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Kurdish Textile-Art
from Anatolia to Chorasan
Exhibition 4/4/2000 - 4/29/2000

Kordi Çihan Beyli Çihan Beyli

Kordi Kordi Kordi

Jajim Kurdish rug Jajim Malatya Kilim

Sumakh Sofreh

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The Kurds are an extremely old, Indo-Iranian tribe, who inhabited, as early as Medean times, regions even now still settled by their descendant progeny. The name "Kurd" is evident as early as 640 BCE - used to describe the nomadic peoples that occupied the plateaus and mountains between Armenia and the Zagros-chain. Furthermore, later settlement-areas reaching from Central Anatolia to Northeastern Persia.
These regions are thousands of kilometers apart, and, for perhaps five-hundred years, their cultural developments were isolated from one another.Given the latter, it is all the more astounding to witness the unaltered patterns and manifest production techniques (both woven and knotted). These have, despite their lengthy separation, almost entirely maintained their mutual symbolism.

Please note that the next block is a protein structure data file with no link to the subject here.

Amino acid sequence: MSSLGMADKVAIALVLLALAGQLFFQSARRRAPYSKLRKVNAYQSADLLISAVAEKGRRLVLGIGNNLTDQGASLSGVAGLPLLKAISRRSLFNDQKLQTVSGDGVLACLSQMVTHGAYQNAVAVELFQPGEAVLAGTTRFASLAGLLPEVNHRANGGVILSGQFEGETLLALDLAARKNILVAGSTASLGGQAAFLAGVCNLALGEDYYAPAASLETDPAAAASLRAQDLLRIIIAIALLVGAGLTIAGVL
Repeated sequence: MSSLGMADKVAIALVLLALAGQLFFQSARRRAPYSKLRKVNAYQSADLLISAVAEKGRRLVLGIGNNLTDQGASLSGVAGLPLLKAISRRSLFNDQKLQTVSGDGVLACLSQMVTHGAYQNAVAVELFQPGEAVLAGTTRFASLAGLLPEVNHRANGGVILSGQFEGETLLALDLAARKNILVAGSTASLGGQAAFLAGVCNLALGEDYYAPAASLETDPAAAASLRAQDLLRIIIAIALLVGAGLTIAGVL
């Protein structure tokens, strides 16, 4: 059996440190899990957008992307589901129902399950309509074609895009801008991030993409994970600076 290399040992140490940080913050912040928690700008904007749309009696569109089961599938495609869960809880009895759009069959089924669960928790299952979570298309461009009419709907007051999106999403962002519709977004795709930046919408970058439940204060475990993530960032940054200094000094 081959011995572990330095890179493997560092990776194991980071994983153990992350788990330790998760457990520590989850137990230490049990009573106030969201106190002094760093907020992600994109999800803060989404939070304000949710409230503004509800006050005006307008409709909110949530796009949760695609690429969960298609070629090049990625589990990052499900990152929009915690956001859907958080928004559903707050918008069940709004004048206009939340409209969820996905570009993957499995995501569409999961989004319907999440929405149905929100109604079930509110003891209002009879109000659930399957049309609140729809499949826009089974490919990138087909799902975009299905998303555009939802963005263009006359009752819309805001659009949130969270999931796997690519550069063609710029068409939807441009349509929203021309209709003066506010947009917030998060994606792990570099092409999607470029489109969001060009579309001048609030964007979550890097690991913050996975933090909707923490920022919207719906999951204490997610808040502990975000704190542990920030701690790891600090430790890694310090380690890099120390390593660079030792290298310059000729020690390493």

This evinces the great import afforded to clan-symbols by Kurdish women. Adaptive variances are evident alone amidst the colour-harmonies, which were influenced by the availability of dye-plants and wools on the local markets. Nonetheless, one can invariably recognize that this is -

Kurdish Textile-Art.

The idea of examining, in-depth, the primeval elements of Kurdish textile-art originated in paradromic comparison of everyday, (i.e. non-commercial) Kurdish textiles from the most varied regions of the Levant and Near Orient. More than sixty, "everyday" examples, representing the regions from central Anatolia to northeastern Persia, including bags, supply-containers, Jajims, Çiçims, and Sofreh, are exhibited. The respective ages of the pieces range from the 18th to the first third of the 20th centuries.

Werner Brändl